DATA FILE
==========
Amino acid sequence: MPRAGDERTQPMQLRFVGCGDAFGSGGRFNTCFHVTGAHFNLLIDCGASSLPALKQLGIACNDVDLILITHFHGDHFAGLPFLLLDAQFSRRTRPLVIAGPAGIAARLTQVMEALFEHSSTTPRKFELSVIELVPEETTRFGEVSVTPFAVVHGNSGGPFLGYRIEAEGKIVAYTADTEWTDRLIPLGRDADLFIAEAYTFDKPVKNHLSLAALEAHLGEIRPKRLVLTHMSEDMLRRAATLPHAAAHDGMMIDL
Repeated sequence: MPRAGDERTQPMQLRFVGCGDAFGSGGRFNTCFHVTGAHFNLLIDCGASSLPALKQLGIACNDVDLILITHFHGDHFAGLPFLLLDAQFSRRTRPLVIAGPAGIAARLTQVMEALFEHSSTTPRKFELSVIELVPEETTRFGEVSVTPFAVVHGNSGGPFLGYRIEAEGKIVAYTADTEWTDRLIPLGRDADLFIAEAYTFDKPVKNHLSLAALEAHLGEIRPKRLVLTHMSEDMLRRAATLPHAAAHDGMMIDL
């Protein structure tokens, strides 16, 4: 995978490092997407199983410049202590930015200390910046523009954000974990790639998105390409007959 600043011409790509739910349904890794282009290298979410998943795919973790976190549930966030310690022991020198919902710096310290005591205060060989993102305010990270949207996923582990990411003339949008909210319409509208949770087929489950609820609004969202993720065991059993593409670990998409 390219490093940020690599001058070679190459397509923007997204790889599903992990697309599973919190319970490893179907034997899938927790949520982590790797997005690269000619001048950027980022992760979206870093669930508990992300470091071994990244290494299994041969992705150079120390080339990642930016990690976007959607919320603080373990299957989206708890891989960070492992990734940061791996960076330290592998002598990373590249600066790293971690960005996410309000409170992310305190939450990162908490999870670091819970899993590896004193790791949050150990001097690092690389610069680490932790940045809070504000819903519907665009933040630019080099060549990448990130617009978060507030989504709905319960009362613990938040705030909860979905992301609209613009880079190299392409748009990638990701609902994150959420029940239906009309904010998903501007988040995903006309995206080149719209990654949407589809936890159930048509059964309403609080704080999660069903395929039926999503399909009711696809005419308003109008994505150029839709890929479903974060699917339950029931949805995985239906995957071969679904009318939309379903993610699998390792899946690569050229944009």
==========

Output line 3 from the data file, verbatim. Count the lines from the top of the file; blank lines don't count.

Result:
């Protein structure tokens, strides 16, 4: 995978490092997407199983410049202590930015200390910046523009954000974990790639998105390409007959 600043011409790509739910349904890794282009290298979410998943795919973790976190549930966030310690022991020198919902710096310290005591205060060989993102305010990270949207996923582990990411003339949008909210319409509208949770087929489950609820609004969202993720065991059993593409670990998409 390219490093940020690599001058070679190459397509923007997204790889599903992990697309599973919190319970490893179907034997899938927790949520982590790797997005690269000619001048950027980022992760979206870093669930508990992300470091071994990244290494299994041969992705150079120390080339990642930016990690976007959607919320603080373990299957989206708890891989960070492992990734940061791996960076330290592998002598990373590249600066790293971690960005996410309000409170992310305190939450990162908490999870670091819970899993590896004193790791949050150990001097690092690389610069680490932790940045809070504000819903519907665009933040630019080099060549990448990130617009978060507030989504709905319960009362613990938040705030909860979905992301609209613009880079190299392409748009990638990701609902994150959420029940239906009309904010998903501007988040995903006309995206080149719209990654949407589809936890159930048509059964309403609080704080999660069903395929039926999503399909009711696809005419308003109008994505150029839709890929479903974060699917339950029931949805995985239906995957071969679904009318939309379903993610699998390792899946690569050229944009």